After decades of war and political strife, the people of the Democratic Republic of Congo (DRC) long for healing, economic self-sufficiency, and security. Armed groups have used sexual violence against women and forced recruitment of children to promote fear throughout the country. Widespread exploitation and lack of transparency in the mining sector have long made politicians and major extractive industries the sole beneficiaries of the DRC’s vast mineral resources, while local populations face abject poverty. This culture of corruption, in addition to conflicts between armed groups and poor infrastructure, have worsened crises such as 2018’s Ebola outbreak in the North Kivu region.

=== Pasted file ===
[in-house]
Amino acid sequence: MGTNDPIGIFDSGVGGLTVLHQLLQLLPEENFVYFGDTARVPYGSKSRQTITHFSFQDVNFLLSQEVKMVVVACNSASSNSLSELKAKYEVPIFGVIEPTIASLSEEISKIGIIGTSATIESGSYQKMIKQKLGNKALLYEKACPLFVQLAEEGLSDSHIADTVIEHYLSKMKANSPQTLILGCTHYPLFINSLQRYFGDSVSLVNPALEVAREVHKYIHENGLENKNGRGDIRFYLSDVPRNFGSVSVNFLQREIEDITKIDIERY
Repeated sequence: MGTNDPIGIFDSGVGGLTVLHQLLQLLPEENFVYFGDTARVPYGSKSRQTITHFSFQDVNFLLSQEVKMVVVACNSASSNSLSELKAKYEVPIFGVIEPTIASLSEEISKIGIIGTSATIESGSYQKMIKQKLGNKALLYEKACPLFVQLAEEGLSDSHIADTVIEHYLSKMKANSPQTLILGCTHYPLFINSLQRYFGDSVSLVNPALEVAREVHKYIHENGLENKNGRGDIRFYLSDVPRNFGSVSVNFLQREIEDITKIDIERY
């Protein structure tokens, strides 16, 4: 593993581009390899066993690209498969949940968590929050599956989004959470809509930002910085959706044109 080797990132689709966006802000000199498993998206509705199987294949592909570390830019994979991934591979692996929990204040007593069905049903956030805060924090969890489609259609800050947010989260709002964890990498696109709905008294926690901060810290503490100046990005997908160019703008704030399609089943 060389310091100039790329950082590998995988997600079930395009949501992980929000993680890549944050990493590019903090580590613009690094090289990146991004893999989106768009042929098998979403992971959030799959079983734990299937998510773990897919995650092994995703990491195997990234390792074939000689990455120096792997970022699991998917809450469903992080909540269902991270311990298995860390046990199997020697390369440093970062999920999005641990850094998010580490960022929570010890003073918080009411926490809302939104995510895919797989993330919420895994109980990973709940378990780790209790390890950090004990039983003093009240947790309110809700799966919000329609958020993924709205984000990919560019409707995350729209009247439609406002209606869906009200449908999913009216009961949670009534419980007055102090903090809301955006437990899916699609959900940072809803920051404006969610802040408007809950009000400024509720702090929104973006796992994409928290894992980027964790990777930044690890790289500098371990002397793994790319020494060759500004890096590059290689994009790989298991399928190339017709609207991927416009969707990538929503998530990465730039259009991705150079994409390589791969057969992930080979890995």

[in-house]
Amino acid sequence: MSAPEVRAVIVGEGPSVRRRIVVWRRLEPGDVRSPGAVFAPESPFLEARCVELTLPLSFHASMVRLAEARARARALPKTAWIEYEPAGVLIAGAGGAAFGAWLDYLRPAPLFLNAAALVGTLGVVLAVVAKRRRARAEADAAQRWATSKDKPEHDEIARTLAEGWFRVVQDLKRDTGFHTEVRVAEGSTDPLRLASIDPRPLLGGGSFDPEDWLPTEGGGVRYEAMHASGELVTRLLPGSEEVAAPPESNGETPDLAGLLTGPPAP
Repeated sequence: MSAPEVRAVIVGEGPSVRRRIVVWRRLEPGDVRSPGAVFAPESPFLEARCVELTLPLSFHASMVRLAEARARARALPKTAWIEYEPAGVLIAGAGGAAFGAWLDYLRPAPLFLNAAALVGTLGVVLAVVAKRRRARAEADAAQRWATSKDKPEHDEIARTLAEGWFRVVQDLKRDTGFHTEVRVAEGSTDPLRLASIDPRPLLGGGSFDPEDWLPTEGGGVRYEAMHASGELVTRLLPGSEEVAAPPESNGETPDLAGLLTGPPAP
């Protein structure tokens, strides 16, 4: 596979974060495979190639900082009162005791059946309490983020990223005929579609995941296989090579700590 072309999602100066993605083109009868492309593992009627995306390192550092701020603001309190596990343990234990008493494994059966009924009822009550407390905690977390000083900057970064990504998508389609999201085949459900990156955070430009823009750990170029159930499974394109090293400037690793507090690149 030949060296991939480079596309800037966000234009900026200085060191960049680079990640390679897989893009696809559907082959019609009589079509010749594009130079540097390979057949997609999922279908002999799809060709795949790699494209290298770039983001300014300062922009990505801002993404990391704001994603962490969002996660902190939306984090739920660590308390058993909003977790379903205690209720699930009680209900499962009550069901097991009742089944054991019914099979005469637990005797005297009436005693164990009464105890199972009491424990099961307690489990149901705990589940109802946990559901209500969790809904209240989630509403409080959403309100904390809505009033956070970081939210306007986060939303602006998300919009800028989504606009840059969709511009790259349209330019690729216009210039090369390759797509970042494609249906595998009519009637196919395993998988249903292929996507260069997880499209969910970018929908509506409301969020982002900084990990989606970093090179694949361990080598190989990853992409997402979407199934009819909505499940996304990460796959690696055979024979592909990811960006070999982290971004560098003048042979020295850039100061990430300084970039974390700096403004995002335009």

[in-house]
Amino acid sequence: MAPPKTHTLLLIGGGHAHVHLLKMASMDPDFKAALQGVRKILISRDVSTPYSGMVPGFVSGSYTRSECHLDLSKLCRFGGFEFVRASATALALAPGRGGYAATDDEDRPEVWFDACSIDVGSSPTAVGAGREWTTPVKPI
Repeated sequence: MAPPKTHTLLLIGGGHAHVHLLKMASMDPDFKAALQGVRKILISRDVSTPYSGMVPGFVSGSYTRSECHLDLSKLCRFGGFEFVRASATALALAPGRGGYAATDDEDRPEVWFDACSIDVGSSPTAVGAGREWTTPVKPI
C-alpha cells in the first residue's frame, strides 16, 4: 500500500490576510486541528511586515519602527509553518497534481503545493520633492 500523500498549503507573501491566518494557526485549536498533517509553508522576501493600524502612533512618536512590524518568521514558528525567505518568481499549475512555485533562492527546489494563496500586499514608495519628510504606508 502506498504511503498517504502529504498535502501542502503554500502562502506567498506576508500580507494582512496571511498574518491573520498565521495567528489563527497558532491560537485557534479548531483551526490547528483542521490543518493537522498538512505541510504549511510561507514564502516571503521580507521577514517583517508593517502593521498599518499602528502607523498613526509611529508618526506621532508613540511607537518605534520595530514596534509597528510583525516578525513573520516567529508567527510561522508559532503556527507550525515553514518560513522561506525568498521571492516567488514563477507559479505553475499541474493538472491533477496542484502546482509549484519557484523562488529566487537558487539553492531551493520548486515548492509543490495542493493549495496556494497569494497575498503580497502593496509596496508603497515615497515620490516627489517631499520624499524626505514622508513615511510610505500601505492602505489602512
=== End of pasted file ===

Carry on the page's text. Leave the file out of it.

Determined to foster lasting social, economic, and political change, numerous community-based organisations in the DRC work to unite people and mobilise for reforms.
The Fund supports more than 30 grassroots groups in the DRC focusing on strengthening women’s economic and political clout, pursuing economic and environmental justice for rural communities, changing attitudes surrounding children’s rights to health and education, and building capacity for LGBTQ people to advocate for equality. Fund grantees also document human rights violations and push back against restrictions on freedom of expression, particularly as governmental power shifts occur.